Interesting (relatively) new book on Derrida by Michael Marder called The Event of the Thing: Derrida’s Post-Deconstructive Realism. You can read some of it through Google Books. It’s short and despite somewhat mouthful-sounding chapter and sub-chapter titles, it looks interesting. Continue reading
Tag Archives: Derrida
Interesting Review of Hägglund’s Radical Atheism
I have expressed some reservations about Hägglund’s book in the past, but I do think it is a rather refreshing read, even if I disagree for the most part with its primary argument – here’s take on the book by Brian Rajski:
“[T]he openness to the other cannot be an ethical principle since it is not a matter of choice. Openness to the other answers to the openness to the unpredictable coming of time and is thus the condition for whatever there is. . . . Furthermore, nothing can guarantee that it is better to be more open than to be less open to the other (or vice versa). . . . The decision concerning how one should relate to the other can therefore not be dictated by an ethical injunction, but must be reinvented from time to time. Far from providing an ethical ground, the deconstructive thinking of alterity thus politicizes even the most elementary relation to the other.” In this explosive little book on Derrida, Martin Hagglund rejects the appropriation over the last twenty years of deconstruction as an ethical, political, or religious project. He denies that there is an “ethical turn” in Derrida’s thought (usually located around the publication of Specters of Marx), arguing Derrida’s work is informed by a single logic from start to end.
The Art of the System.
Time: Olden Days.
Characters: Phaedrus, Socrates, Kant, Derrida.
… Shall we read the beginning of it again?*
If you like; but what you seek is not in it.
Read, that I may hear Lysias himself.
You know what my condition is, and you have heard how I think it is to our advantage to arrange these matters. And I claim that I ought not to be refused what I ask because I am not your lover. For lovers repent of the kindnesses they have done when their passion ceases.
He certainly does not at all seem to do what we demand, for he does not even begin at the beginning, but undertakes to swim on his back up the current of his discourse from its end, and begins with what the lover would say at the end to his beloved. Am I not right, Phaedrus my dear?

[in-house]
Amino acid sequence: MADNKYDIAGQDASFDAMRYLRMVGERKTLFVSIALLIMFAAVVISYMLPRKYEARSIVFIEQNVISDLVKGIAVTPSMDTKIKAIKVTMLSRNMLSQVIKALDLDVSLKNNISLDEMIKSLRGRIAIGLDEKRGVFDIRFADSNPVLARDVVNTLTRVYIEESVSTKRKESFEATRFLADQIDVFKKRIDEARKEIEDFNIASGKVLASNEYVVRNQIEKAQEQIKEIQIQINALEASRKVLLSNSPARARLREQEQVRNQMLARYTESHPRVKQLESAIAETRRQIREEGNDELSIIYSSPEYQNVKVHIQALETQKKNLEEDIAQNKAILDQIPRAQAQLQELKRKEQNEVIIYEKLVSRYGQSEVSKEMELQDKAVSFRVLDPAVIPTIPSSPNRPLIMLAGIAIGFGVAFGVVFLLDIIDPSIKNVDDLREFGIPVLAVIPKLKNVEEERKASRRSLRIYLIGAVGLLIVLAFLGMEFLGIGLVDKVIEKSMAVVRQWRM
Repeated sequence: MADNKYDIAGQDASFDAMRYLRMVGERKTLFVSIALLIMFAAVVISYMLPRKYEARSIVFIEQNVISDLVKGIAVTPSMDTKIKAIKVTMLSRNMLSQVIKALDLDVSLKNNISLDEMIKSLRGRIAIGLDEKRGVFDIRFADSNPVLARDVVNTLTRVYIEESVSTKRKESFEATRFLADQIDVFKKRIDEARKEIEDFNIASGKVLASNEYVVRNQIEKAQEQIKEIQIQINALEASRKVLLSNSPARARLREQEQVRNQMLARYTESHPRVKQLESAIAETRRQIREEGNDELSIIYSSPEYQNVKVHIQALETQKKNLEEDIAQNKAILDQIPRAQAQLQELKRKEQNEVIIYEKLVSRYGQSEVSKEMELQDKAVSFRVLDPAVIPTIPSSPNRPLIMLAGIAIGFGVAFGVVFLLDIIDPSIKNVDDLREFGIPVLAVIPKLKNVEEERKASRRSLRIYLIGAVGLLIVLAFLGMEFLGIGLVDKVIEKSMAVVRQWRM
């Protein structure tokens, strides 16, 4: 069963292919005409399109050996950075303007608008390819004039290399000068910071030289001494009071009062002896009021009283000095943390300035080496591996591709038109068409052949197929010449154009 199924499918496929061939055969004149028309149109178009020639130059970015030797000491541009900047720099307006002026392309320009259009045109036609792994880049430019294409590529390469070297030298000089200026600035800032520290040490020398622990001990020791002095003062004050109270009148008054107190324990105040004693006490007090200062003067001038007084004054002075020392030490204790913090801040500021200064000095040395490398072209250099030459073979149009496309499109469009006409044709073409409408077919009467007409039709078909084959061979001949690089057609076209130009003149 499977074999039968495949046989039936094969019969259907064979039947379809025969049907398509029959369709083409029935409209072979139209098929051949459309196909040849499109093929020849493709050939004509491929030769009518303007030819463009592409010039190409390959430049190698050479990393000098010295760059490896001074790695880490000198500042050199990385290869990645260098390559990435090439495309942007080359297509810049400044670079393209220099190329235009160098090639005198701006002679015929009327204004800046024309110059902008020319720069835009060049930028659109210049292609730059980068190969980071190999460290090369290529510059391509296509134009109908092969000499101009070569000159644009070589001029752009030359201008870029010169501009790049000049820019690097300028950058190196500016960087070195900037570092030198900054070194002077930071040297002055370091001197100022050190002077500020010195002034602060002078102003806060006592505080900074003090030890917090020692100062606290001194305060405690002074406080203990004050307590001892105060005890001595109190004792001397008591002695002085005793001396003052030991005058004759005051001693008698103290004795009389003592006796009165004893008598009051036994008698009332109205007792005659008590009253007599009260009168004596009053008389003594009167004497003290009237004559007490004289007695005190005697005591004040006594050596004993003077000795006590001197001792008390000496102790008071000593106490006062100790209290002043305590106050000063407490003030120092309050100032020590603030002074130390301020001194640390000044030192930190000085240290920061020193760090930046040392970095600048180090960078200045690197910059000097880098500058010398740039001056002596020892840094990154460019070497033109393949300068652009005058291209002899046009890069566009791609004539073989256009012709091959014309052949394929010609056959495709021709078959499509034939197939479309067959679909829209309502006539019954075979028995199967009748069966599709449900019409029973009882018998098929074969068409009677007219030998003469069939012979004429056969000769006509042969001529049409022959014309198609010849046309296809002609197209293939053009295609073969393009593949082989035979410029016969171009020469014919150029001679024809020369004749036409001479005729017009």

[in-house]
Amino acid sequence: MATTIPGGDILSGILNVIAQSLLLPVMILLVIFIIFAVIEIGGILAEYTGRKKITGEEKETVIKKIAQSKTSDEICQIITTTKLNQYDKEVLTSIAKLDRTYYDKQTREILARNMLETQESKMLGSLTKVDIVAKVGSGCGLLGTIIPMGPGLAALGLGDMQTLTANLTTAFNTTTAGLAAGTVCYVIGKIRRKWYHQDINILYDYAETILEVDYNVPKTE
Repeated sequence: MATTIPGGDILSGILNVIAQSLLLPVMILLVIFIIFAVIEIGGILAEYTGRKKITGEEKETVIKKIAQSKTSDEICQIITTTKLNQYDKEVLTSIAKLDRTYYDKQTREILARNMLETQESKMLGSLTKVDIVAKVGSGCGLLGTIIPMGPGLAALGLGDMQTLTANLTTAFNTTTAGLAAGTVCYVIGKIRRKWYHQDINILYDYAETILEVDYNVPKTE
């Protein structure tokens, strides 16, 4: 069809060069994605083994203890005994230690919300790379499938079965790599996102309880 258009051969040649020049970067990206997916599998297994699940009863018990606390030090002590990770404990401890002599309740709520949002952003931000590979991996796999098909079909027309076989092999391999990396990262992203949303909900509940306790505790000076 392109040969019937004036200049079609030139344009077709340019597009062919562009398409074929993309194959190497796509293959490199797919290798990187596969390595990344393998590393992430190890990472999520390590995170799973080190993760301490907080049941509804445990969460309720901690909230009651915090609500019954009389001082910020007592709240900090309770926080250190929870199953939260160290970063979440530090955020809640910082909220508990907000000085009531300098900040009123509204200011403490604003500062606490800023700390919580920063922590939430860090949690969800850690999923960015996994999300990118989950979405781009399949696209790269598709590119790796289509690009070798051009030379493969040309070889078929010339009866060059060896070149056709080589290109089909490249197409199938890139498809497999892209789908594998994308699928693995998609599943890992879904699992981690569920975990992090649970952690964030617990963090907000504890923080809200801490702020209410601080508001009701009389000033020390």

If I may interject, dear Socrates, but beginning at the beginning is sort of overrated, don’t you think? Yet by phrasing the question in this particular way, or implying to phrase it as “does one not suppose to begin at the beginning?” are you not attempting to trick poor Phaedrus here into simply stating what you have always already inscribed in the very question? Continue reading
Новогодний Подарок: Андрей Синявский, Иван-Дурак
Нашел в сети файл замечательной книги Синявского – Иван-дурак: Очерк русской народной веры – файл по всей видимости сделан на основе оригинала, но без прямого сканирования страниц – читайте, с Новым годом всех русскоязычных читателей.
For the English-speaking readers, this Derrida/Cherif conversation – Islam and the West – can found here.
Hägglund’s Radical Atheism: To Read Or Not To Read?
UPDATE II (1/12): For those who are possibly reading this trying to decide whether to read Hägglund’s book on Derrida (as is stated in the somewhat disingenuously existential title of this post) should regard this blog post and its subsequent comments as a certain singular perspective on the issue – this comment is, of course, always already arrogant and pretentious since it assumes that someone will be making a decision regarding a book based on this post. I have since finished reading the book, therefore it was ultimately “to be”; I found it seriously lacking at certain points and somewhat insightful at others. It is not purely derridalogical in that it does propose an interesting (even if almost entirely familiar) reading, it does not engage Derrida’s ideas very much, simply creatively restates them while mainly ignoring the large body of secondary literature on the issues discussed in the book. If you are interested in the issue of “time” and “temporality” in Derrida, I think that Joanna Hodge’s excellent study Derrida on Time would be a much better choice…